In recognition of brain cancer awareness month, the focus of my blog is on the latest developments in treating this particular cancer. Glioblastoma or glioblastoma multiforme is the most common brain cancer in adults. According to the American Brain Tumor Association, glioblastomas represents about 17% of all primary brain tumors. They can be difficult to treat because the tumors contain so many different types of cells. They tend to be both aggressive and fast growing. The National Cancer Institute says the mortality rate for brain cancer has remained largely unchanged over the past 30 to 40 years. Therefore looking at new ways to treat brain cancer is desperately needed.
One of the hottest areas of clinical research into brain cancer involves the use of immunotherapy, or stimulating the immune system to attack cancer. The National Cancer Institute defines cancer immunotherapy as a type of biological therapy that uses substances to stimulate or suppress the immune system to help the body fight cancer, infection, and other diseases. Some types of immunotherapy only target certain cells of the immune system. Others affect the immune system in a general way. Types of immunotherapy include cytokines, vaccines, bacillus Calmette-Guerin (BCG), and some monoclonal antibodies.
Here at the University of Michigan, we have a robust cancer research program. A major mission of our Neurological Oncology Program (where patients with brain and spinal tumors are seen) is to contribute to advances in treatment of brain tumors through clinical trials. We are currently examining the use of an injected cancer vaccine called rindopepimut (also known as CDX-110) in combination with chemotherapy to treat those who are newly diagnosed with glioblastoma. This experimental vaccine may promote anti-cancer effects in patients who have tumors that express the EGFRvIII protein. You can find more information on this trial here.
We are also examining the use of dendritic cell immunotherapy in glioblastoma. The dendritic cell is the starter engine of the immune system. White blood cells and cells from the tumor are removed and then made into dendritic cells. Our hope is that they can then be educated to “teach” the immune system how to recognize brain cancer cells. Participants will receive a series of injections of the dendritic cells called DCVax-L, which may activate and then boost the immune response to the tumor cells. More information on this trial is available here.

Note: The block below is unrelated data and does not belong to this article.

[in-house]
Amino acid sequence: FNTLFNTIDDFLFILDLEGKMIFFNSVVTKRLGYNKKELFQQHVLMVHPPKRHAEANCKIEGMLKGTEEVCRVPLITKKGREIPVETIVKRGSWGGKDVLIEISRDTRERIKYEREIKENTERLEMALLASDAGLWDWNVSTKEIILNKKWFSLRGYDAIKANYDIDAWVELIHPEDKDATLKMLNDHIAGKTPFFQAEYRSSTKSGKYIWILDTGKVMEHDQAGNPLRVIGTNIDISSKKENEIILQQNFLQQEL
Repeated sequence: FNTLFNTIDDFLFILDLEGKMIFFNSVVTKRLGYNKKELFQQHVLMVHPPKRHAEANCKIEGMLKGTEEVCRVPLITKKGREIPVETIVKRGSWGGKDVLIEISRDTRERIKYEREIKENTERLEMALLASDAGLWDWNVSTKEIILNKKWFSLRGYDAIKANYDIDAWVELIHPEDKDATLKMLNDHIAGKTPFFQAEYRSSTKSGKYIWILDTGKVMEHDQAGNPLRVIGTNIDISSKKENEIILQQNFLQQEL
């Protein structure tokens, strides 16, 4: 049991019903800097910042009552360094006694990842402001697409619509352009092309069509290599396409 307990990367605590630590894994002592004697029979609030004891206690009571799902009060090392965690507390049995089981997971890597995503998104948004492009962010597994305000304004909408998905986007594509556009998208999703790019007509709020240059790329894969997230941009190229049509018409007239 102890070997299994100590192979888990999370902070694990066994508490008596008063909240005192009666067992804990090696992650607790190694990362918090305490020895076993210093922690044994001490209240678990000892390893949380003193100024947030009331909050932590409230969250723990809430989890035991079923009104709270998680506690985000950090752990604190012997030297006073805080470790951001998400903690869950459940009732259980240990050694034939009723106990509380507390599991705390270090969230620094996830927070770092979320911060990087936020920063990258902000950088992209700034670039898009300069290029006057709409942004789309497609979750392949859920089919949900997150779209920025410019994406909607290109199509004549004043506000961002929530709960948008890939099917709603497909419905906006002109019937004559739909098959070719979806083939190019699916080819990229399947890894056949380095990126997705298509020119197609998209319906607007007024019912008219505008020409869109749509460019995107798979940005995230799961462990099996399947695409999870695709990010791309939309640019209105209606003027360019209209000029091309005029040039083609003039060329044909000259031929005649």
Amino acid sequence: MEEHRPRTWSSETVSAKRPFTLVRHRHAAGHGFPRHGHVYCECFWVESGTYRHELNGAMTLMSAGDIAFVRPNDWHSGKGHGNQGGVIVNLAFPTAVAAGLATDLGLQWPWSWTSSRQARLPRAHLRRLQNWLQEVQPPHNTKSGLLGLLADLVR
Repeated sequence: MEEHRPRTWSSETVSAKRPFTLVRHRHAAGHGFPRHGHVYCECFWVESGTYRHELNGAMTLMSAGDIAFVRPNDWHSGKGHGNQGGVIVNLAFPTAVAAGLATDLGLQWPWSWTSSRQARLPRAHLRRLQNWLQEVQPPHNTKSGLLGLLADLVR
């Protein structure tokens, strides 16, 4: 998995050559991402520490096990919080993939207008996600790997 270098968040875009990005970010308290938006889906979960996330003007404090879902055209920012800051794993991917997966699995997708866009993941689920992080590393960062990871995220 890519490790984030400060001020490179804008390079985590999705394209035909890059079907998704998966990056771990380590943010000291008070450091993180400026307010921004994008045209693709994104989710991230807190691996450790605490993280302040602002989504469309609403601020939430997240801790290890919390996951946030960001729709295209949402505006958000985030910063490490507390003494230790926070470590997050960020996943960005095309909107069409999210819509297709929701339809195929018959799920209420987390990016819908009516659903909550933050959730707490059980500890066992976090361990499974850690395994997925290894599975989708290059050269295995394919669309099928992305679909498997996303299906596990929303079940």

Other medical centers across the county are looking to use the power of the immune system in ways previously unimaginable. Duke Medical Center currently has a clinical trial looking at using a genetically engineered poliovirus to treat glioma. Providence Cancer Center in Portland, Oregon has a clinical trial examining the use of a genetically-modified bacterium to treat glioma.
Take the next step:
- Call the nurses at the University of Michigan Cancer Answer Line. They can help patients or their loved ones find a clinical trial or provide insights into the newest and latest cancer treatments. Feel free to call at 1-800-865-1125 or send an email.
- Learn more about clinical trials for brain cancer at the U-M Comprehensive Cancer Center.
- Visit the American Brain Tumor Association website.
- Learn more from the American Cancer Society about brain cancer research and cancer vaccines.
The Cancer AnswerLine™ nurses are experienced in oncology care, including helping patients and their families who have questions about cancer. These registered oncology nurses are available by calling 800-865-1125 Monday through Friday, 8 a.m. – 5 p.m. Your call is always free and confidential.
The University of Michigan Comprehensive Cancer Center’s 1,000 doctors, nurses, care givers and researchers are united by one thought: to deliver the highest quality, compassionate care while working to conquer cancer through innovation and collaboration. The center is among the top-ranked national cancer programs, and #1 in Michigan for cancer patient care. Seventeen multidisciplinary clinics offer one-stop access to teams of specialists for personalized treatment plans, part of the ideal patient care experience. Patients also benefit through access to promising new cancer therapies.